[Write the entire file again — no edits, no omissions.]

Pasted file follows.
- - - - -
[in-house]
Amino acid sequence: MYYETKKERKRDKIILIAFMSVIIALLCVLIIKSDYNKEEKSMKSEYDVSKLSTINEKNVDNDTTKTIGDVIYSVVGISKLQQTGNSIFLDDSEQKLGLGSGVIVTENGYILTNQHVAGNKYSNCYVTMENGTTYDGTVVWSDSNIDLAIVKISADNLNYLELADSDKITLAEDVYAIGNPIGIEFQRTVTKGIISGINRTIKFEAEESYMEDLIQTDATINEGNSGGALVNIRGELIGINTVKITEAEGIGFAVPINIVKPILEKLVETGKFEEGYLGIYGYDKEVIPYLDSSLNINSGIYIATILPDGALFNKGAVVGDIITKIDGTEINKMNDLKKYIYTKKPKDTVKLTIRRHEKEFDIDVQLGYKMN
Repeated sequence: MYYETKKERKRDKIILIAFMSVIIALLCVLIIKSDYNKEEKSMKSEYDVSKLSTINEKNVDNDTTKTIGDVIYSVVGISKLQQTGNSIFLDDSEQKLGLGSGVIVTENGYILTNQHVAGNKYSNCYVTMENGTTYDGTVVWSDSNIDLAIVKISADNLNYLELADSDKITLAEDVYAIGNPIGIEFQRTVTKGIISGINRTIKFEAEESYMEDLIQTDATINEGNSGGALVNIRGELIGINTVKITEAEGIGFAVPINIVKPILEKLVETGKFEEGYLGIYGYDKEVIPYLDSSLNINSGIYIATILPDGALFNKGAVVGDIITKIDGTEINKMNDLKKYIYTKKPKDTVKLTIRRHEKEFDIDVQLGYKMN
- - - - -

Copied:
[in-house]
Amino acid sequence: MYYETKKERKRDKIILIAFMSVIIALLCVLIIKSDYNKEEKSMKSEYDVSKLSTINEKNVDNDTTKTIGDVIYSVVGISKLQQTGNSIFLDDSEQKLGLGSGVIVTENGYILTNQHVAGNKYSNCYVTMENGTTYDGTVVWSDSNIDLAIVKISADNLNYLELADSDKITLAEDVYAIGNPIGIEFQRTVTKGIISGINRTIKFEAEESYMEDLIQTDATINEGNSGGALVNIRGELIGINTVKITEAEGIGFAVPINIVKPILEKLVETGKFEEGYLGIYGYDKEVIPYLDSSLNINSGIYIATILPDGALFNKGAVVGDIITKIDGTEINKMNDLKKYIYTKKPKDTVKLTIRRHEKEFDIDVQLGYKMN
Repeated sequence: MYYETKKERKRDKIILIAFMSVIIALLCVLIIKSDYNKEEKSMKSEYDVSKLSTINEKNVDNDTTKTIGDVIYSVVGISKLQQTGNSIFLDDSEQKLGLGSGVIVTENGYILTNQHVAGNKYSNCYVTMENGTTYDGTVVWSDSNIDLAIVKISADNLNYLELADSDKITLAEDVYAIGNPIGIEFQRTVTKGIISGINRTIKFEAEESYMEDLIQTDATINEGNSGGALVNIRGELIGINTVKITEAEGIGFAVPINIVKPILEKLVETGKFEEGYLGIYGYDKEVIPYLDSSLNINSGIYIATILPDGALFNKGAVVGDIITKIDGTEINKMNDLKKYIYTKKPKDTVKLTIRRHEKEFDIDVQLGYKMN